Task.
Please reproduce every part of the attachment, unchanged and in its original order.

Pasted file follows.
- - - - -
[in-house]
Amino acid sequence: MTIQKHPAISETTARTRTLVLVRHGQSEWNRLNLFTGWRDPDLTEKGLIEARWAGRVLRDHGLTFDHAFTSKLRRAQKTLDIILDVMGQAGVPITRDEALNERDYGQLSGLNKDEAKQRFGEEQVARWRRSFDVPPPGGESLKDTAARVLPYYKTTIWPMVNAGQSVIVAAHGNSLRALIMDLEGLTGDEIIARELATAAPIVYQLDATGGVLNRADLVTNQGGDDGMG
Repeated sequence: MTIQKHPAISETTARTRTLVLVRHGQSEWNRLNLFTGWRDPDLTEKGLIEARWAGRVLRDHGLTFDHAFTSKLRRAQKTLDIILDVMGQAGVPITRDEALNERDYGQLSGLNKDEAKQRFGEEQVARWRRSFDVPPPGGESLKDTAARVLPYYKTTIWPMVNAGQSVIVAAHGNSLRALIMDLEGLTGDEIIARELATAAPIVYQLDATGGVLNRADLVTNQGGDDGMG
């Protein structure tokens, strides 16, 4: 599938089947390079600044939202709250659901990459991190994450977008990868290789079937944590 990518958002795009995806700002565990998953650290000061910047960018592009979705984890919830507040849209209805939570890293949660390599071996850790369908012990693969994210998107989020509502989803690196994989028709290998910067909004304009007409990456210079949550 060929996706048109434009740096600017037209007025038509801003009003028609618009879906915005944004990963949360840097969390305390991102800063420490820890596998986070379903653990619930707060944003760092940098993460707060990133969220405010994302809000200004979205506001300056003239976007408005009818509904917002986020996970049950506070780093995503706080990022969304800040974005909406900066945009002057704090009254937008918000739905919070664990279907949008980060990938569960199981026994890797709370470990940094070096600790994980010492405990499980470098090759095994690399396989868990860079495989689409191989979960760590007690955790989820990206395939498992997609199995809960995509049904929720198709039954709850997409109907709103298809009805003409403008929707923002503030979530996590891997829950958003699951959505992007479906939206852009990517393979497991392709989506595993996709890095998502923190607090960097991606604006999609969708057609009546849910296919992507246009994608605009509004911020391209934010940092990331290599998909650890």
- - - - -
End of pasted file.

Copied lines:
[in-house]
Amino acid sequence: MTIQKHPAISETTARTRTLVLVRHGQSEWNRLNLFTGWRDPDLTEKGLIEARWAGRVLRDHGLTFDHAFTSKLRRAQKTLDIILDVMGQAGVPITRDEALNERDYGQLSGLNKDEAKQRFGEEQVARWRRSFDVPPPGGESLKDTAARVLPYYKTTIWPMVNAGQSVIVAAHGNSLRALIMDLEGLTGDEIIARELATAAPIVYQLDATGGVLNRADLVTNQGGDDGMG
Repeated sequence: MTIQKHPAISETTARTRTLVLVRHGQSEWNRLNLFTGWRDPDLTEKGLIEARWAGRVLRDHGLTFDHAFTSKLRRAQKTLDIILDVMGQAGVPITRDEALNERDYGQLSGLNKDEAKQRFGEEQVARWRRSFDVPPPGGESLKDTAARVLPYYKTTIWPMVNAGQSVIVAAHGNSLRALIMDLEGLTGDEIIARELATAAPIVYQLDATGGVLNRADLVTNQGGDDGMG
């Protein structure tokens, strides 16, 4: 599938089947390079600044939202709250659901990459991190994450977008990868290789079937944590 990518958002795009995806700002565990998953650290000061910047960018592009979705984890919830507040849209209805939570890293949660390599071996850790369908012990693969994210998107989020509502989803690196994989028709290998910067909004304009007409990456210079949550 060929996706048109434009740096600017037209007025038509801003009003028609618009879906915005944004990963949360840097969390305390991102800063420490820890596998986070379903653990619930707060944003760092940098993460707060990133969220405010994302809000200004979205506001300056003239976007408005009818509904917002986020996970049950506070780093995503706080990022969304800040974005909406900066945009002057704090009254937008918000739905919070664990279907949008980060990938569960199981026994890797709370470990940094070096600790994980010492405990499980470098090759095994690399396989868990860079495989689409191989979960760590007690955790989820990206395939498992997609199995809960995509049904929720198709039954709850997409109907709103298809009805003409403008929707923002503030979530996590891997829950958003699951959505992007479906939206852009990517393979497991392709989506595993996709890095998502923190607090960097991606604006999609969708057609009546849910296919992507246009994608605009509004911020391209934010940092990331290599998909650890």